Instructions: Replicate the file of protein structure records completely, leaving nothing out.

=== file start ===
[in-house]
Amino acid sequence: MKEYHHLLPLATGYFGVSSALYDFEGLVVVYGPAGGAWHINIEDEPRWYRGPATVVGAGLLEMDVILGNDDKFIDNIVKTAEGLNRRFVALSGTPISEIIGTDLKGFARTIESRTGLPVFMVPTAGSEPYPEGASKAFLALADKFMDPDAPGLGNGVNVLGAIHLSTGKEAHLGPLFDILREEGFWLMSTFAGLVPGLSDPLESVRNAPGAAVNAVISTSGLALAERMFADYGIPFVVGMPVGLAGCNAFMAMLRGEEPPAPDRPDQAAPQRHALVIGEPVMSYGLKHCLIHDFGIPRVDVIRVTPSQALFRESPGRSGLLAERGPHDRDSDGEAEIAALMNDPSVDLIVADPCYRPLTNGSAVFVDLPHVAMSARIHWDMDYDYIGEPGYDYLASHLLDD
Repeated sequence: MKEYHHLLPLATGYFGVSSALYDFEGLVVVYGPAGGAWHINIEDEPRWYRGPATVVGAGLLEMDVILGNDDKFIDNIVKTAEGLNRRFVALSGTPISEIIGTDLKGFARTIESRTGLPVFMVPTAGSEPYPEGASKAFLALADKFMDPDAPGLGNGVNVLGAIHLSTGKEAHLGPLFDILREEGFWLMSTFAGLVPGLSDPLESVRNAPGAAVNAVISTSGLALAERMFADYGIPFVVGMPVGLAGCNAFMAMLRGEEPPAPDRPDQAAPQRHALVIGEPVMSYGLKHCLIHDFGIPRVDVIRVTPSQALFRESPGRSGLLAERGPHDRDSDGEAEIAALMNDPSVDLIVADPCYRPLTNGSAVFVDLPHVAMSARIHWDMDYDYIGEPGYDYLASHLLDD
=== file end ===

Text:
[in-house]
Amino acid sequence: MKEYHHLLPLATGYFGVSSALYDFEGLVVVYGPAGGAWHINIEDEPRWYRGPATVVGAGLLEMDVILGNDDKFIDNIVKTAEGLNRRFVALSGTPISEIIGTDLKGFARTIESRTGLPVFMVPTAGSEPYPEGASKAFLALADKFMDPDAPGLGNGVNVLGAIHLSTGKEAHLGPLFDILREEGFWLMSTFAGLVPGLSDPLESVRNAPGAAVNAVISTSGLALAERMFADYGIPFVVGMPVGLAGCNAFMAMLRGEEPPAPDRPDQAAPQRHALVIGEPVMSYGLKHCLIHDFGIPRVDVIRVTPSQALFRESPGRSGLLAERGPHDRDSDGEAEIAALMNDPSVDLIVADPCYRPLTNGSAVFVDLPHVAMSARIHWDMDYDYIGEPGYDYLASHLLDD
Repeated sequence: MKEYHHLLPLATGYFGVSSALYDFEGLVVVYGPAGGAWHINIEDEPRWYRGPATVVGAGLLEMDVILGNDDKFIDNIVKTAEGLNRRFVALSGTPISEIIGTDLKGFARTIESRTGLPVFMVPTAGSEPYPEGASKAFLALADKFMDPDAPGLGNGVNVLGAIHLSTGKEAHLGPLFDILREEGFWLMSTFAGLVPGLSDPLESVRNAPGAAVNAVISTSGLALAERMFADYGIPFVVGMPVGLAGCNAFMAMLRGEEPPAPDRPDQAAPQRHALVIGEPVMSYGLKHCLIHDFGIPRVDVIRVTPSQALFRESPGRSGLLAERGPHDRDSDGEAEIAALMNDPSVDLIVADPCYRPLTNGSAVFVDLPHVAMSARIHWDMDYDYIGEPGYDYLASHLLDD